PHOENIX — It was only a spring-training game, but it didn’t matter.
“It matters to me,” Clayton Kershaw said.
Kershaw was upset Monday after making his second exhibition-season start, which was even worse than his first.
Facing the Oakland Athletics, he pitched two perfect innings, only to implode in the third, giving up three walks and two run-scoring singles. He was removed by Manager Don Mattingly before recording an out.
“Physically, I feel great,” Kershaw said. “I don’t have any excuses. I don’t know. I’m searching for answers right now.”
Kershaw left with the Dodgers trailing 3-1. Two remaining baserunners scored, so he was charged with five runs.
Five days earlier, he gave up three runs and five hits in two innings against the Arizona Diamondbacks.
Kershaw acknowledged he was concerned. He said he hasn’t felt right the entire spring, even in bullpen sessions.
“I haven’t felt great yet,” he said. “The first two innings I thought I maybe figured some things out. Maybe I did, but it really doesn’t matter after the third inning.”
That these games don’t matter was of little consolation to him.
“I don’t believe you come in to get ready,” he said. “You’re supposed to be ready to go every time you pitch.”
With Zack Greinke throwing on flat ground for the fourth consecutive day as he tries to come back from a strained calf muscle, Mattingly all but officially ruled him out for the Dodgers’ season-opening series against the Arizona Diamondbacks in Australia.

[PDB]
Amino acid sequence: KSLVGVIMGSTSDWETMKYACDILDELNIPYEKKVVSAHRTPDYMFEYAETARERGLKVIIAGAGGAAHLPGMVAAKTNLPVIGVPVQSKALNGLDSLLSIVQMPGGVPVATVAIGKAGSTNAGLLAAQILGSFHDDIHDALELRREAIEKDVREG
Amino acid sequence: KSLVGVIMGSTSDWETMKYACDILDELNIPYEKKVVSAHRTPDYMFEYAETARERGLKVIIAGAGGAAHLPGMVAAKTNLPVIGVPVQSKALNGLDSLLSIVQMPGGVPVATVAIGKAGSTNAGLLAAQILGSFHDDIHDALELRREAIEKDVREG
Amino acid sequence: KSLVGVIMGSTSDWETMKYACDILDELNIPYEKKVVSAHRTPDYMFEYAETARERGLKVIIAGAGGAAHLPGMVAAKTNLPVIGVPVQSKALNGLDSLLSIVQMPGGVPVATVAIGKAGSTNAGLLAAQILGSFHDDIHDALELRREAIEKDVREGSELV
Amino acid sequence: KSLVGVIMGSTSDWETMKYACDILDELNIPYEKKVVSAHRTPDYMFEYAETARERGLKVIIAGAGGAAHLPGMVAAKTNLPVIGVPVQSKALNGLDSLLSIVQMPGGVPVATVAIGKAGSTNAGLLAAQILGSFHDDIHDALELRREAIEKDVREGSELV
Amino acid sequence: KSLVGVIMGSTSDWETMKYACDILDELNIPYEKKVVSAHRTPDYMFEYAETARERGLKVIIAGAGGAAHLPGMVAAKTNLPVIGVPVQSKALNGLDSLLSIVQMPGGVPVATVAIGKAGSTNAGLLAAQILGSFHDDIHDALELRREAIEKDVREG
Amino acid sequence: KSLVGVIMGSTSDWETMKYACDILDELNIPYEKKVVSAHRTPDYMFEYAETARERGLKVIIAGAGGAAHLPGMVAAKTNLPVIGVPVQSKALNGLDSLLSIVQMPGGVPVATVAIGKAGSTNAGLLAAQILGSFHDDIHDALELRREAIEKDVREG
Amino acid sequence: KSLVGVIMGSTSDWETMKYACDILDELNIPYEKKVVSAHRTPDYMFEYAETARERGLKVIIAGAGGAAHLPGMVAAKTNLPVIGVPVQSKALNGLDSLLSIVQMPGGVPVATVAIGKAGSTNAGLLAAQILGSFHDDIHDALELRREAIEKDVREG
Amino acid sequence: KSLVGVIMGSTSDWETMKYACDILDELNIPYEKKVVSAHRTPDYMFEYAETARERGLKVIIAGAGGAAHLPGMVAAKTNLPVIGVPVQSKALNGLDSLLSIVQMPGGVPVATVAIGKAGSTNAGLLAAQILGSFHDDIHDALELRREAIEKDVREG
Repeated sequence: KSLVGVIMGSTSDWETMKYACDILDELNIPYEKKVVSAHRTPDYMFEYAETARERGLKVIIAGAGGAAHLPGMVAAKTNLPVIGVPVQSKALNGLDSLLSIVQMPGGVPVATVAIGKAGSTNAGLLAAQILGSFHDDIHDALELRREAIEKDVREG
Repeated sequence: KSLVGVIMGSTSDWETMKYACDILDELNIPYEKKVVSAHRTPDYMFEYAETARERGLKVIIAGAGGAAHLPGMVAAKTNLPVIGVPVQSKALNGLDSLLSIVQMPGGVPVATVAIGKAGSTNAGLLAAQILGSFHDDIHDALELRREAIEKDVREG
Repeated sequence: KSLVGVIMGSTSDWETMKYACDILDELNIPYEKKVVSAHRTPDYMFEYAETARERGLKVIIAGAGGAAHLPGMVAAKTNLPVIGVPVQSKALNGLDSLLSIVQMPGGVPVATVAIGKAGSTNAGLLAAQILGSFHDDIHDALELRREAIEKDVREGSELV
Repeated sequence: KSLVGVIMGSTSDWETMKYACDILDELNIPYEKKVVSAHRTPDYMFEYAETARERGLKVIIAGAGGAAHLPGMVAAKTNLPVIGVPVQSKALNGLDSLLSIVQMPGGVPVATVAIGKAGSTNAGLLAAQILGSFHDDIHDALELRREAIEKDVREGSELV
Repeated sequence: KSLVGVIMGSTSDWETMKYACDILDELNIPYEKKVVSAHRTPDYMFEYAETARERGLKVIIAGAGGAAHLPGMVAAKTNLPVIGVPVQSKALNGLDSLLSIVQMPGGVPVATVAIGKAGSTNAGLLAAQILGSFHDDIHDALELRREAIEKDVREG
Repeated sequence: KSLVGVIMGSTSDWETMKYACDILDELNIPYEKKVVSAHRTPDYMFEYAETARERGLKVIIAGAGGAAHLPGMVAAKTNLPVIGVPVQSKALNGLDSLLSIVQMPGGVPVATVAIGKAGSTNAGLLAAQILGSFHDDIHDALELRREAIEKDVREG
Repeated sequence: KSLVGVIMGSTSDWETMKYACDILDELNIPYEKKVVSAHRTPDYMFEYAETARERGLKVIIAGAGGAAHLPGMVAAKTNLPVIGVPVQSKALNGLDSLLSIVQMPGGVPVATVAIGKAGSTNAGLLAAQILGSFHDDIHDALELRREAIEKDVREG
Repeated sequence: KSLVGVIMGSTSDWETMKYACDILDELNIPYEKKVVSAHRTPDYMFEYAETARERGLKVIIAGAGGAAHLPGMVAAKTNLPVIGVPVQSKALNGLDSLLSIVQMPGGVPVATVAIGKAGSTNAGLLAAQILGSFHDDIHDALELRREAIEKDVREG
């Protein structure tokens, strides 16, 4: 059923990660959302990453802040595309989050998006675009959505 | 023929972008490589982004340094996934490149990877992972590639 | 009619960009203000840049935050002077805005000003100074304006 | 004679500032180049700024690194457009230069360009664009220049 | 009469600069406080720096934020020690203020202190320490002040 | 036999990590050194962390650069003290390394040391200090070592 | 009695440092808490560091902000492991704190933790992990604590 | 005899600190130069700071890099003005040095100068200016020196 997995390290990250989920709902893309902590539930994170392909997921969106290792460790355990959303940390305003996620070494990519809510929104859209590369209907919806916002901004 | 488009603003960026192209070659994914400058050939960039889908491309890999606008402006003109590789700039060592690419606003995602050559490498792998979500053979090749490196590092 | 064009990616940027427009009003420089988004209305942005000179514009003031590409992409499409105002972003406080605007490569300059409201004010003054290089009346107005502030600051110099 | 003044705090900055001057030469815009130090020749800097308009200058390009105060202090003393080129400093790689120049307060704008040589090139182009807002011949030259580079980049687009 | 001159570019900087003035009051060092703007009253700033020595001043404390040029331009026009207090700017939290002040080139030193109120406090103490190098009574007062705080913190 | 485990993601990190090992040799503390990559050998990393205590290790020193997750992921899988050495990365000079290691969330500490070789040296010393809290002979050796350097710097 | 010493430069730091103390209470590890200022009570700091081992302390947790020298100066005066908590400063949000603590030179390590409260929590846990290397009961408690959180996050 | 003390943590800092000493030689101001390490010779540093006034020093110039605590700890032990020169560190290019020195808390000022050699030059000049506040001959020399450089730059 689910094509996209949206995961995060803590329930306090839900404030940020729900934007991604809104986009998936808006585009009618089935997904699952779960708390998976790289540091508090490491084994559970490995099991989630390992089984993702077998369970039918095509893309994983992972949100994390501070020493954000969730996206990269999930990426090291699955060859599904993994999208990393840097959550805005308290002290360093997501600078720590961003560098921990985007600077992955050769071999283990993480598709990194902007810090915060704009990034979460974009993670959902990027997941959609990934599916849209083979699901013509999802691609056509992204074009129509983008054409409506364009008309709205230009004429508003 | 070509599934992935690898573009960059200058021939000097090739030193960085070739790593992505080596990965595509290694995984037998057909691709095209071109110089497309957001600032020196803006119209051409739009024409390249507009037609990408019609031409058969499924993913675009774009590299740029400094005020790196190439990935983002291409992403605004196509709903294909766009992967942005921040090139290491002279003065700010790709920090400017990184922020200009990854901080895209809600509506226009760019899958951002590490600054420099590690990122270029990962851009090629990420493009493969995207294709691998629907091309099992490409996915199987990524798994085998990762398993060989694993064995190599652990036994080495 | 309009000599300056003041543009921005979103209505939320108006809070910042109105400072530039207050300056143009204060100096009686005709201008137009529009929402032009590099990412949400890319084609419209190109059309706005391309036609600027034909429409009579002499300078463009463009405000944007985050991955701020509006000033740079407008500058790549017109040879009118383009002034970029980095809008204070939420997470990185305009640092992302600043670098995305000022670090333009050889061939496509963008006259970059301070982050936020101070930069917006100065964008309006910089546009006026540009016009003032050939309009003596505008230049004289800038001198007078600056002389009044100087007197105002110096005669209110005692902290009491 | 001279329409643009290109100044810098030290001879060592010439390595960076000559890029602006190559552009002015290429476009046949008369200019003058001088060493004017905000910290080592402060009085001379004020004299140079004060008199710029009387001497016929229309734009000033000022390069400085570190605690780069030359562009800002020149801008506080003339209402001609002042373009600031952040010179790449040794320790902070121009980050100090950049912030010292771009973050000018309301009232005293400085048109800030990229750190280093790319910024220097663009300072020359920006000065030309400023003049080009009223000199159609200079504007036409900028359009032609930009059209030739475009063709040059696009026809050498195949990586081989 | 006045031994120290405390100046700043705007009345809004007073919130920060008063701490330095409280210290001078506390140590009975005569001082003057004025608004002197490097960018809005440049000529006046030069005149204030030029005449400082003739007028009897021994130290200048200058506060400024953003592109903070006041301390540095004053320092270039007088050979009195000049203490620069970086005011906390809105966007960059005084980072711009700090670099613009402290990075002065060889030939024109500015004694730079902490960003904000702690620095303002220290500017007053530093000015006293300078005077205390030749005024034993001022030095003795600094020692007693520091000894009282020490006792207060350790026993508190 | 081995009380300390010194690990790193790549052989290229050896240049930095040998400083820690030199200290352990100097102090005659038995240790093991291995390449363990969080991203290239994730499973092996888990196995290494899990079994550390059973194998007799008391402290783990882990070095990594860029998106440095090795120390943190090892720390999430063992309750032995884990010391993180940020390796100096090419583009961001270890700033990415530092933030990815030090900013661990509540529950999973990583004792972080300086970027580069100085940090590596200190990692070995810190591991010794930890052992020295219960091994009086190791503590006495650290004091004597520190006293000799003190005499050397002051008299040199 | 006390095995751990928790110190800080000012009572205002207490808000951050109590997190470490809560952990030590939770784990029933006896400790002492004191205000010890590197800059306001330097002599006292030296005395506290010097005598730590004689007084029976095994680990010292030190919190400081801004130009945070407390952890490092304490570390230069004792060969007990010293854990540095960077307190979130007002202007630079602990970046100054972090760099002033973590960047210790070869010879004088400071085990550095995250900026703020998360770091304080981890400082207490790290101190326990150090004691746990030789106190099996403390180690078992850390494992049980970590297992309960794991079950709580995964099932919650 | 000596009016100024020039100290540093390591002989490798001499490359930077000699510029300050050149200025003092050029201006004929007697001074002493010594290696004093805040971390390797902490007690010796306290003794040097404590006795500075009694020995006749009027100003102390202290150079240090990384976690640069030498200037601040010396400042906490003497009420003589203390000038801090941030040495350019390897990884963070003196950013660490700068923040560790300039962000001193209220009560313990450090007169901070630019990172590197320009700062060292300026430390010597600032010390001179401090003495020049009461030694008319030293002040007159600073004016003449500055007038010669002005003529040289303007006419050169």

“He’s not going to be at 90 pitches by then,” Mattingly said.
The Dodgers still haven’t named their pitchers for the two-game series, but Diamondbacks Manager Kirk Gibson announced on Twitter that Patrick Corbin would start the first game and Trevor Cahill the second.
Pitching prospect Ross Stripling traveled to Los Angeles to visit Dr. Neal ElAttrache, who reviewed the results of the recent MRI exam on his elbow. … Kershaw was among six major league players named to the advisory board of the Taylor Hooton Foundation, a nonprofit group that educates young athletes on the dangers of steroids and other performance-enhancing drugs.